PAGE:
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Showing posts with label P/E Ratio. Show all posts
Showing posts with label P/E Ratio. Show all posts

Saturday, June 17, 2017

Evaluate P/E before Stock Purchase

A question that every investor must ask is when should I buy a particular stock?

The answer will vary somewhat depending on whether you are investing in a growth stock or a value stock.

Growth investors expect the company to continue a steep rate of earnings (or in some cases, revenue) growth in the near future. They buy with a certainty that, if growth continues as anticipated, the price of the stock will rise also.

Value investors look for stock trading at a price lower than it is inherently worth. They are willing to hold the stock for an extended period and reap a large profit when the market discovers this hidden gem and bids the stock price up.

Price/Earnings Ratio

Investors often turn for part of their decision-making to a close look at the stock’s price/earnings ratio or P/E.

The P/E is a measure of how much investors are willing to pay for the company’s earnings. You calculate the P/E by dividing the current stock price by its earnings per share.

It is important to note that using the P/E by itself doesn’t give you a complete (or in some cases accurate) picture of the stock’s value.

Several factors can change the P/E. First, earnings per share may not show a true picture of the company’s earnings thanks to monkeying around with the numbers.

How P/E Is Calculated

Second, P/E can be calculated using the previous four quarters of earnings or it may use projections for the next four quarters. The difference can be dramatic.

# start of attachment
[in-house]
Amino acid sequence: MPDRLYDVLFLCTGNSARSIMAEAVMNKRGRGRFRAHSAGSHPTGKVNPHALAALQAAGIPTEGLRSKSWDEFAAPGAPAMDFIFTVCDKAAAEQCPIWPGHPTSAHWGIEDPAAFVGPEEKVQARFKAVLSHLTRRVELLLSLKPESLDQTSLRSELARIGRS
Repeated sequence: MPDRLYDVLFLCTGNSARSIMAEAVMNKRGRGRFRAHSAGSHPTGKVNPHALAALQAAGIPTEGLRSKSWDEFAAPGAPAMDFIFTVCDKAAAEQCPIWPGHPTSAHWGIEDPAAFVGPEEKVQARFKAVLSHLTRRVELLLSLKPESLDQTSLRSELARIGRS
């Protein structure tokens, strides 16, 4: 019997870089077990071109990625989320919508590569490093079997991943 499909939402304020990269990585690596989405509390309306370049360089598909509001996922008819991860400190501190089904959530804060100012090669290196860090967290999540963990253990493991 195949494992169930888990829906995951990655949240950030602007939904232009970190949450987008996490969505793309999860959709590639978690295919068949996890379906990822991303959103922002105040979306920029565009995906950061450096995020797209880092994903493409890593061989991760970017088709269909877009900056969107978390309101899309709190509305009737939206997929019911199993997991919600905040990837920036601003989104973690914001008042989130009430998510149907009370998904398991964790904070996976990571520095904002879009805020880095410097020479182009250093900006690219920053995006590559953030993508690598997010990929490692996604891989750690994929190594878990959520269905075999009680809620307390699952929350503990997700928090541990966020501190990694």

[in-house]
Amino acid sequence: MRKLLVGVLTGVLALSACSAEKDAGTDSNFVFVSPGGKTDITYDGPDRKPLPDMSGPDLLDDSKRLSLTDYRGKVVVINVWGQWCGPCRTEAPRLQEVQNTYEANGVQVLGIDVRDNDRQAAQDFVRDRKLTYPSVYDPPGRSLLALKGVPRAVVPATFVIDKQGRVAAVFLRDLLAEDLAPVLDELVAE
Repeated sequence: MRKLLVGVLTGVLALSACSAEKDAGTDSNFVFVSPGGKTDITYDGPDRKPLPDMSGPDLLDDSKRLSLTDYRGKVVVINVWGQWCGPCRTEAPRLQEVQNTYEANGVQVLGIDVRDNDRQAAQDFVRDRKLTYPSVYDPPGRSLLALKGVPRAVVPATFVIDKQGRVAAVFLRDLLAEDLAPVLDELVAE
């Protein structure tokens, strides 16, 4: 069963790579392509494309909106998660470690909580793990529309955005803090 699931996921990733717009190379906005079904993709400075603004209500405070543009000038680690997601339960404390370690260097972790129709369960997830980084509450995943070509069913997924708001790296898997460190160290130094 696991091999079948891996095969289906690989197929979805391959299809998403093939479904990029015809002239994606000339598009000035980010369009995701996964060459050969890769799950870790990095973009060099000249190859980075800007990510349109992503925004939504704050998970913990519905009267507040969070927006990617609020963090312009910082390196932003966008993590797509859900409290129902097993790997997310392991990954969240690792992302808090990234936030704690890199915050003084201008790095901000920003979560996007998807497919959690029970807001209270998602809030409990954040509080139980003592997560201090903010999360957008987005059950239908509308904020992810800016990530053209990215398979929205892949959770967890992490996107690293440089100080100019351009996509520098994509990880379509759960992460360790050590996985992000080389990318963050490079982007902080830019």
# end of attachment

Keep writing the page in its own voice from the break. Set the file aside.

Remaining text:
You also must remember that various economic and market factors can raise or lower the price of the stock.

Given all that, the P/E is still helpful as part of the process of deciding whether to buy a stock.

A stock’s P/E tells you what other investors are willing to spend for the company’s earnings. For example, a P/E of 15 says investors are willing to spend Rs. 15 for every Rs.1 of earnings.

A high P/E says that investors expect the stock to be a strong performer and are willing to pay a premium. A low P/E says the market has less confidence in the company’s long-term potential.

A low P/E may indicate investors sense trouble ahead for the company. It also may indicate that other investors have overlooked this stock and are not placing the correct value on it.

The Right P/E

But, what is high and what is low for a P/E?

The P/E becomes more meaningful when it is compared to a benchmark. In most cases, you will want to see how other companies in the same industry rank.

If other companies in the same industry, are reporting P/Es in the low 20s, but the company you are considering has a P/E of 10, you need to find out why.

This may be a buying opportunity if you don’t uncover problems.

A stock with a P/E higher than its peers may be overpriced.

So, the answer to the question of when to buy a stock (in particular, a value stock) is when the P/E is lower than its peers and you can find no significant problems with the company.

Friday, August 5, 2011

Price to Earning Ratio - P/E

If there is one number that people look at than more any other it is the Price to Earnings Ratio (P/E). The P/E is one of those numbers that investors throw around with great authority as if it told the whole story. Of course, it doesn’t tell the whole story (if it did, we wouldn’t need all the other numbers.)